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An adaptive radial basis algorithm (ARBF) for expensive black-box mixed-integer constrained global optimization
Department of Mathematics and Physics, Mälardalen University, Västerås, Sweden.
Department of Mathematics and Physics, Mälardalen University, Västerås, Sweden. (Division of Optimization)ORCID iD: 0000-0002-9881-4170
Tomlab Optimization Inc., Pullman, WA, USA.
2008 (English)In: Optimization and Engineering, ISSN 1389-4420, E-ISSN 1573-2924, Vol. 9, no 3, 311-339 p.Article in journal (Refereed) Published
Abstract [en]

Response surface methods based on kriging and radial basis function (RBF) interpolationhave been successfully applied to solve expensive, i.e. computationally costly,global black-box nonconvex optimization problems.In this paper we describe extensions of these methods to handlelinear, nonlinear, and integer constraints.In particular, algorithms for standard RBF and the new adaptive RBF (ARBF) aredescribed.Note, however, while the objective function may be expensive, we assumethat any nonlinear constraints are either inexpensive or are incorporatedinto the objective function via penalty terms.Test results are presented on standard test problems, both nonconvexproblems with linear and nonlinear constraints, and mixed-integernonlinear problems (MINLP). Solvers in the TOMLAB OptimizationEnvironment (http://tomopt.com/tomlab/) have been compared,specifically the three deterministic derivative-free solversrbfSolve, ARBFMIP and EGO with three derivative-based mixed-integernonlinear solvers, OQNLP, MINLPBB and MISQP, as well as the GENOsolver implementing a stochastic genetic algorithm. Results showthat the deterministic derivative-free methods compare well with thederivative-based ones, but the stochastic genetic algorithm solver isseveral orders of magnitude too slow for practical use.When the objective function for the test problems is costly to evaluate,the performance of the ARBF algorithm proves to be superior.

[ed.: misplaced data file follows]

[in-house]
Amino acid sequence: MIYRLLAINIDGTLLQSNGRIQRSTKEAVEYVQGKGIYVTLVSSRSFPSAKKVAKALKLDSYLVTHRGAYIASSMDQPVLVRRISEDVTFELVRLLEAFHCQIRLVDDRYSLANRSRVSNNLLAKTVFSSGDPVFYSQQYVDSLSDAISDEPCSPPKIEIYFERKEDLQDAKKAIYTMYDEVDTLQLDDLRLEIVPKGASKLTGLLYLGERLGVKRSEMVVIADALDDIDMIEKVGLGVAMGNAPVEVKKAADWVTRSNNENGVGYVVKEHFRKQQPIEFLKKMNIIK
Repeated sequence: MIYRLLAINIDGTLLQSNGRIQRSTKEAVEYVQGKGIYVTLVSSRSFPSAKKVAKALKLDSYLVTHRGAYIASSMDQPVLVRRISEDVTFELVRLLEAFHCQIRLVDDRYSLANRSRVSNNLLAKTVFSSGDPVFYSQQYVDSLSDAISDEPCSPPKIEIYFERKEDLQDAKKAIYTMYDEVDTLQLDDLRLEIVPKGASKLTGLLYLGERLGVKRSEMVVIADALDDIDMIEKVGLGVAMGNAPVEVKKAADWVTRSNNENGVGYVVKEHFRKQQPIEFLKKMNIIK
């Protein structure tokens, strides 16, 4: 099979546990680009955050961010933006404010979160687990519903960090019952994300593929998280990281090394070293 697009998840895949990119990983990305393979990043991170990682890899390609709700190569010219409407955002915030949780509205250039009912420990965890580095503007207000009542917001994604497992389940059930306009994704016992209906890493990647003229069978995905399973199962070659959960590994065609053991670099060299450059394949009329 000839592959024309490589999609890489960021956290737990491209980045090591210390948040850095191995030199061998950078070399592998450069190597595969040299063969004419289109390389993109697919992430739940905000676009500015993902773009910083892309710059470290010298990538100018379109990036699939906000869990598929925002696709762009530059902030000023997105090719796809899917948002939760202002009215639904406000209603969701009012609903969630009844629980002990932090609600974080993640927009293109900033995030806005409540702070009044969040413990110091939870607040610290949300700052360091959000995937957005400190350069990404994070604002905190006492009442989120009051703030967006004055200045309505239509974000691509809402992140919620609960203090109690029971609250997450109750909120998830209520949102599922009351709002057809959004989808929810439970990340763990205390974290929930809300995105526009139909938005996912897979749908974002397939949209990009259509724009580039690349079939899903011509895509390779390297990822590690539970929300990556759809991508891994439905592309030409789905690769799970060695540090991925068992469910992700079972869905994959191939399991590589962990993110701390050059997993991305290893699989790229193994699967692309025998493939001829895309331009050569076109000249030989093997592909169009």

Place, publisher, year, edition, pages
Springer, 2008. Vol. 9, no 3, 311-339 p.
Keyword [en]
Global optimization, radial basis functions, response surface model, surrogate model, expensive function, CPU-intensive, optimization software, splines, mixed-integer nonlinear programming, nonconvex, derivative-free, black-box, linear constraints, nonlinear constraints
National Category
Computational Mathematics
Identifiers
URN: urn:nbn:se:liu:diva-77076DOI: 10.1007/s11081-008-9037-3ISI: 000259577400002OAI: oai:DiVA.org:liu-77076DiVA: diva2:524839
Available from: 2012-05-04 Created: 2012-05-04 Last updated: 2017-12-07Bibliographically approved
In thesis
1. Models and Methods for Costly Global Optimization and Military Decision Support Systems
Open this publication in new window or tab >>Models and Methods for Costly Global Optimization and Military Decision Support Systems
2012 (English)Doctoral thesis, comprehensive summary (Other academic)
Abstract [en]

The thesis consists of five papers. The first three deal with topics within costly global optimization and the last two concern military decision support systems.

The first part of the thesis addresses so-called costly problems where the objective function is seen as a “black box” to which the input parameter values are sent and a function value is returned. This means in particular that no information about derivatives is available. The black box could, for example, solve a large system of differential equations or carry out   timeconsuming simulation, where a single function evaluation can take several hours! This is the reason for describing such problems as costly and why they require customized algorithms. The goal is to construct algorithms that find a (near)-optimal solution using as few function evaluations as possible. A good example of a real life application comes from the automotive industry, where the development of new engines utilizes advanced mathematical models that are governed by a dozen key parameters. The objective is to optimize the engine by changing these parameters in such a way that it becomes as energy efficient as possible, but still meets all sorts of demands on strength and external constraints. The first three papers describe algorithms and implementation details for these costly global optimization problems.